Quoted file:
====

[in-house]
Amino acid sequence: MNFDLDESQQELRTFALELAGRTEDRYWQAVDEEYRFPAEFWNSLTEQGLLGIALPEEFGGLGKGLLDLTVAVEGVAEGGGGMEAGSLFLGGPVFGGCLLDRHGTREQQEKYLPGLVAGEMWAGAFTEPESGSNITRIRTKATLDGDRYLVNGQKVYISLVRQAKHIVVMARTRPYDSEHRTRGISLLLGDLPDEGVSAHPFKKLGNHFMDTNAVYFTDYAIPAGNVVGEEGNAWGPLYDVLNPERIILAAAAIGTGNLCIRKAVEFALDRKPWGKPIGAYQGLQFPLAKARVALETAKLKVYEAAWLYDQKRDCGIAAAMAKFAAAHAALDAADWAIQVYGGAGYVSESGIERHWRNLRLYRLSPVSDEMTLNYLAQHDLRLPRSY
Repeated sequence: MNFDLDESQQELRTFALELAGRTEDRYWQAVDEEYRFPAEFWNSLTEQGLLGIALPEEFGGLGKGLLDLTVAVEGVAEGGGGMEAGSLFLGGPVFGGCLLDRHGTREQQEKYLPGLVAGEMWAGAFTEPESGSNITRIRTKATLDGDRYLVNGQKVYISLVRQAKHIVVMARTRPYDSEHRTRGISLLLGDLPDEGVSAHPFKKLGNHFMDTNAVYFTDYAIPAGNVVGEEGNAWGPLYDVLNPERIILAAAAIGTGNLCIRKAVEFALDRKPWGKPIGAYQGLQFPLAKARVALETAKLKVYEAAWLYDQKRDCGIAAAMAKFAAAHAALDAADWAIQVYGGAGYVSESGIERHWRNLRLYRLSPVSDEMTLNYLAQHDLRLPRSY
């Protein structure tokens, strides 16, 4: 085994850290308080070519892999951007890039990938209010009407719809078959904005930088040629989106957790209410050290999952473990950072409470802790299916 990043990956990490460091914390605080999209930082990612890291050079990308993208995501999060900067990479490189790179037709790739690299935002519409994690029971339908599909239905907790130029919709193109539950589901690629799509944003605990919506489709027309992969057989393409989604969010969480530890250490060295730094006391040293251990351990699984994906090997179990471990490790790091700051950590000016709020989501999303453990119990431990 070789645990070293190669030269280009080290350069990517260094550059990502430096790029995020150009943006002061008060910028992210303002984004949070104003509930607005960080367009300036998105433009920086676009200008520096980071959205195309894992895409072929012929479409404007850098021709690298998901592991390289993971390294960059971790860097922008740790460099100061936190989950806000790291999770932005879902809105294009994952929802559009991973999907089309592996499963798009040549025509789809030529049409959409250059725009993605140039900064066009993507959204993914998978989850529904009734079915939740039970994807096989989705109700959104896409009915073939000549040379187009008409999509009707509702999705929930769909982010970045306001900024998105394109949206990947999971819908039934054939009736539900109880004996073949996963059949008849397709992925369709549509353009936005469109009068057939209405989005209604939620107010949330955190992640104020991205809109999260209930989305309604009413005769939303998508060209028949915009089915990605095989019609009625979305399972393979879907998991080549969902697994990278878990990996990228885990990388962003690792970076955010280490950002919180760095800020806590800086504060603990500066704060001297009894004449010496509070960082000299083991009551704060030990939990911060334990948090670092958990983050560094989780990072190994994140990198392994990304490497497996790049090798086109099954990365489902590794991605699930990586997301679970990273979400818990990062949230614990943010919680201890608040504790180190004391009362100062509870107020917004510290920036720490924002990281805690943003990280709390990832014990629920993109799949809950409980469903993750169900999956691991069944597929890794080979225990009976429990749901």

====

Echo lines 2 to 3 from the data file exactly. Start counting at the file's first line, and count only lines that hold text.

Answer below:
Amino acid sequence: MNFDLDESQQELRTFALELAGRTEDRYWQAVDEEYRFPAEFWNSLTEQGLLGIALPEEFGGLGKGLLDLTVAVEGVAEGGGGMEAGSLFLGGPVFGGCLLDRHGTREQQEKYLPGLVAGEMWAGAFTEPESGSNITRIRTKATLDGDRYLVNGQKVYISLVRQAKHIVVMARTRPYDSEHRTRGISLLLGDLPDEGVSAHPFKKLGNHFMDTNAVYFTDYAIPAGNVVGEEGNAWGPLYDVLNPERIILAAAAIGTGNLCIRKAVEFALDRKPWGKPIGAYQGLQFPLAKARVALETAKLKVYEAAWLYDQKRDCGIAAAMAKFAAAHAALDAADWAIQVYGGAGYVSESGIERHWRNLRLYRLSPVSDEMTLNYLAQHDLRLPRSY
Repeated sequence: MNFDLDESQQELRTFALELAGRTEDRYWQAVDEEYRFPAEFWNSLTEQGLLGIALPEEFGGLGKGLLDLTVAVEGVAEGGGGMEAGSLFLGGPVFGGCLLDRHGTREQQEKYLPGLVAGEMWAGAFTEPESGSNITRIRTKATLDGDRYLVNGQKVYISLVRQAKHIVVMARTRPYDSEHRTRGISLLLGDLPDEGVSAHPFKKLGNHFMDTNAVYFTDYAIPAGNVVGEEGNAWGPLYDVLNPERIILAAAAIGTGNLCIRKAVEFALDRKPWGKPIGAYQGLQFPLAKARVALETAKLKVYEAAWLYDQKRDCGIAAAMAKFAAAHAALDAADWAIQVYGGAGYVSESGIERHWRNLRLYRLSPVSDEMTLNYLAQHDLRLPRSY